We awoke early to clear skies and cold hands before fuelling up with some porridge and coffee to help us get up the steep ascent. And steep it was! Firstly through some forested area but then once again over boulders and loose scree. Eventually we made it to the bivouac site of Piedra Negra, which many aspiring alpinists use as their base to launch attempts at the high peaks. The view here was another typically stunning lake fed by an imposing glacier, but this time at around 1500m we really felt like we were ‘in the mountains’.
We had a quick snack and peered up towards Paso del Cuadrado which was an intimidating sight. We had been warned that the last few hundred metres of the climb was on a glacier that could potentially have snow up to our waists. We didn’t have crampons, but we did have a sense of adventure so we continued our way up towards the pass to see what the snow conditions were like. Luckily, there had been several climbers heading up to the pass before us which left an obvious path of footprints through the snow across the glacier. Having come that far and with conditions on our side, we took the punt and plowed through the snow to eventually scramble to the top of the pass.
The view that unfolded started to reveal the true scale of our surroundings. Mt Fitzroy felt like it was within touching distance and beneath us was a precipitous valley that had been carved out by the immense North Fitzroy Glacier. The valley floor from which we ascended seemed an eternity away, as was the rest of the outside world. We couldn’t help but feel very, very small and incredibly humbled by what we were witnessing.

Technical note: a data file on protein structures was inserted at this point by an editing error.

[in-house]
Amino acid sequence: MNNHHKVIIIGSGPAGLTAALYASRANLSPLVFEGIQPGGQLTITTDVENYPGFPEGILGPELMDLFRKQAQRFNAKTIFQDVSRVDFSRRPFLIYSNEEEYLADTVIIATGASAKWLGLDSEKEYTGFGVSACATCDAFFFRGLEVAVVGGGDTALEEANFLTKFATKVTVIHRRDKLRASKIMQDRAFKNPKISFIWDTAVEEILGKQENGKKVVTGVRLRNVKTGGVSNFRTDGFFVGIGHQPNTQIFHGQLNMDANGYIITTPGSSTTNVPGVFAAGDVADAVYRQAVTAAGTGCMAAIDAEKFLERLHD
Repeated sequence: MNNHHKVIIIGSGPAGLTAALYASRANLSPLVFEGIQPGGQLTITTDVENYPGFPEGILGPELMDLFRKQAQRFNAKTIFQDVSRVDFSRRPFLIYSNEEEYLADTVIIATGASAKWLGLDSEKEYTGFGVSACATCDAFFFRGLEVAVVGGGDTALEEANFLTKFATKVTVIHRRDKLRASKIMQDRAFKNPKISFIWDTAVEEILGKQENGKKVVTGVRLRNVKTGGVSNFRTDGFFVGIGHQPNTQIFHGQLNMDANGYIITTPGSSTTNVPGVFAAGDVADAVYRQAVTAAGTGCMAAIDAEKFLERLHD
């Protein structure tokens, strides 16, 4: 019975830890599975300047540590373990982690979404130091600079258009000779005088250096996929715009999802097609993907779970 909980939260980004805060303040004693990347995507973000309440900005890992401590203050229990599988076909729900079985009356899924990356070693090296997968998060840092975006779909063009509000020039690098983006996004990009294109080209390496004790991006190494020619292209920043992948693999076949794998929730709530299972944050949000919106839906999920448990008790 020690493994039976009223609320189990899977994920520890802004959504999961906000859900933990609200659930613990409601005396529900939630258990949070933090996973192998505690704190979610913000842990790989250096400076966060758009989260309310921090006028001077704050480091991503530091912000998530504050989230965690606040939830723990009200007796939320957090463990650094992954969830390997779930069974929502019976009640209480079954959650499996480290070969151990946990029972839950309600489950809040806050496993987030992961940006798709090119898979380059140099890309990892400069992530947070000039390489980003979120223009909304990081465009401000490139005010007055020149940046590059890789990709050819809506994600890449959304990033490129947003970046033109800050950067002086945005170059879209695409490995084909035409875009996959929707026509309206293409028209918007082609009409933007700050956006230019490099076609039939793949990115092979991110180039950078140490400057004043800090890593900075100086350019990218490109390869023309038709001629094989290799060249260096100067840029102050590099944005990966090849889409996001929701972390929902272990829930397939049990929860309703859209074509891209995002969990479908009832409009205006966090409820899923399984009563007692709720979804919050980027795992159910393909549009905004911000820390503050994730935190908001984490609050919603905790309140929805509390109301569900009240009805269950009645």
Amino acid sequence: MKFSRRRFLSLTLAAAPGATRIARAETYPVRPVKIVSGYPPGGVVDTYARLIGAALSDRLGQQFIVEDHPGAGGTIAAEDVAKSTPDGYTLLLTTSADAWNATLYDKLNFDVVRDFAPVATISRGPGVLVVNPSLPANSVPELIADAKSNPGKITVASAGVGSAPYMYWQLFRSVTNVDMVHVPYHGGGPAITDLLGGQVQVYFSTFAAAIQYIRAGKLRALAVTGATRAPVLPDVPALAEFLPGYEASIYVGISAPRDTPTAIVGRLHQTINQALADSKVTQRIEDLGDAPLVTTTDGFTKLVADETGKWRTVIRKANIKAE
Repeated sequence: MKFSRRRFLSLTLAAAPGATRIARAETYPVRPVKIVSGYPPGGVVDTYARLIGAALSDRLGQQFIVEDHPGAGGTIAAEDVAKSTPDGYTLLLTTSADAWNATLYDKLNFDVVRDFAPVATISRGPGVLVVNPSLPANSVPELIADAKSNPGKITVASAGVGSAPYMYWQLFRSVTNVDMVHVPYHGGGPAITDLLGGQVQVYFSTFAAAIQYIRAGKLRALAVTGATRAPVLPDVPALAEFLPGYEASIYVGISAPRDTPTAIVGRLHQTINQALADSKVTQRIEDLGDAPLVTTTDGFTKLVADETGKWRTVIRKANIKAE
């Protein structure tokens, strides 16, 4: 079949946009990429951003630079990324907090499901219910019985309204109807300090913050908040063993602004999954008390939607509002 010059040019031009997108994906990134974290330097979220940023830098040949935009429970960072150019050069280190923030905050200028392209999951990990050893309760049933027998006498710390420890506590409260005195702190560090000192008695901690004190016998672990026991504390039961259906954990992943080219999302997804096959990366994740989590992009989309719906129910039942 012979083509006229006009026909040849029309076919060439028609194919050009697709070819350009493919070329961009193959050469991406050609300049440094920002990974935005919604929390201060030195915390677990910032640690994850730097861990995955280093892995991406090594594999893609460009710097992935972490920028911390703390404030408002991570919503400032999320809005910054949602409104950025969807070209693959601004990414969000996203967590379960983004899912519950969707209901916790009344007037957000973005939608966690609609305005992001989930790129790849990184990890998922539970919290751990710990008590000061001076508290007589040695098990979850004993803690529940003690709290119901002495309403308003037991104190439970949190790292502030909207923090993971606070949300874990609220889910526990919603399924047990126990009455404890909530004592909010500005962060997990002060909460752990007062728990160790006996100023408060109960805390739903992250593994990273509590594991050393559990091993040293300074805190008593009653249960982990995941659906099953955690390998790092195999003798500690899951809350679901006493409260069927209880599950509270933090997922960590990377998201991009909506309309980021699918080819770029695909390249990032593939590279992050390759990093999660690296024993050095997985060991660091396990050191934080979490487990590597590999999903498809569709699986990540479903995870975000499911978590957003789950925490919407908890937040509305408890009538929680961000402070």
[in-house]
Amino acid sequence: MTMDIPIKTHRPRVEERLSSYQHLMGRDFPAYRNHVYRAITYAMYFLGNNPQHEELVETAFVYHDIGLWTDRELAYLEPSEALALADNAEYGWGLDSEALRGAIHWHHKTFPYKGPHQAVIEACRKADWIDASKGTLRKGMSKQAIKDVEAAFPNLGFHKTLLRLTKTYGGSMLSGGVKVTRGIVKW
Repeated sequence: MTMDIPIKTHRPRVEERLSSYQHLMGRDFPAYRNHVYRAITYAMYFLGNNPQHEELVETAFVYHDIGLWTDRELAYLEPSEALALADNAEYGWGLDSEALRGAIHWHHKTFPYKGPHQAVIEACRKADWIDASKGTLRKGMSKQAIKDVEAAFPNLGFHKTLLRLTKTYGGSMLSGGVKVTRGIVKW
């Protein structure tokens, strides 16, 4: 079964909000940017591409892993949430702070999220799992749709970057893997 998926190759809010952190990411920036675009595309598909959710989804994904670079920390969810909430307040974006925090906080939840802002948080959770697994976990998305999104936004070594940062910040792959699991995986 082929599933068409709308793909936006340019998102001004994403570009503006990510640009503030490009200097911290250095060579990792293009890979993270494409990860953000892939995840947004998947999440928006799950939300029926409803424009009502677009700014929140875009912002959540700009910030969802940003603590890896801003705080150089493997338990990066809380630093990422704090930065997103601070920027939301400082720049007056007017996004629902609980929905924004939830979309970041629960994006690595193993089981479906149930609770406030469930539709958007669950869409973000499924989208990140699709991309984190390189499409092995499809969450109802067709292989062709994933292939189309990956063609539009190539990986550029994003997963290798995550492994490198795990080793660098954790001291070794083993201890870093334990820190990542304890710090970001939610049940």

On the way up to the pass, we had been alerted that a change in weather was coming and that we shouldn’t hang around up there too long. The clouds started to thicken and some precipitation was upon so we started the long descent back down to the valley. With a quick lunch stop back at Piedra Negra, we eventually stumbled our way into the refugio after enduring some consistent rain, freshening winds, and a 1300m elevation descent. We were wet, tired and hungry, but you couldn’t take the smile off our faces.
The rain continued long into the next day, as we packed up camp and hiked back out to the road to meet our bus transfer to El Chalten. Once clean and dry, we celebrated into the evening with another local craft beer or 3, and a burger that was twice the size of my beloved refugio kitten. Another successful adventure!
Since then I have remained in El Chalten, nursing a sprained ankle which I gained by coming off a 4 metre boulder I tried to climb. Whilst it’s one of the most frustrating places in the world to be hindered by injury, there’s also worse places I could think of to sit back, relax and reflect on my first few weeks in this outdoor wonderland.
Until next time, once another chapter of this great Patagonian adventure has been written….